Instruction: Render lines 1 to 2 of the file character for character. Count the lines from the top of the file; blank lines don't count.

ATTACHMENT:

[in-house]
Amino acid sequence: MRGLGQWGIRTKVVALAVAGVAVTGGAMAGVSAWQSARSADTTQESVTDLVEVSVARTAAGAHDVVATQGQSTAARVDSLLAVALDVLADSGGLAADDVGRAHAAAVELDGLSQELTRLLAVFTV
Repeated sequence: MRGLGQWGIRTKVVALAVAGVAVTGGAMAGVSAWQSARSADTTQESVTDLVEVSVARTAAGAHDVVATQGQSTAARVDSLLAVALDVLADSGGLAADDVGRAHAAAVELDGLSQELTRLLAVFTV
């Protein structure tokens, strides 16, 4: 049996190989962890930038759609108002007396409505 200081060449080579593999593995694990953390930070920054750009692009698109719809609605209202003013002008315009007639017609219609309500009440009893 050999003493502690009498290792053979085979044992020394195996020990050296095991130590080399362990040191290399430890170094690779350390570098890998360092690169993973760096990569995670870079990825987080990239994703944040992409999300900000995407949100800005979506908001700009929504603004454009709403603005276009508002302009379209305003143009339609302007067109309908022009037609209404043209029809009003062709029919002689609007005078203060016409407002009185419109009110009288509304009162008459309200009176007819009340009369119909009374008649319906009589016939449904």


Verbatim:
[in-house]
Amino acid sequence: MRGLGQWGIRTKVVALAVAGVAVTGGAMAGVSAWQSARSADTTQESVTDLVEVSVARTAAGAHDVVATQGQSTAARVDSLLAVALDVLADSGGLAADDVGRAHAAAVELDGLSQELTRLLAVFTV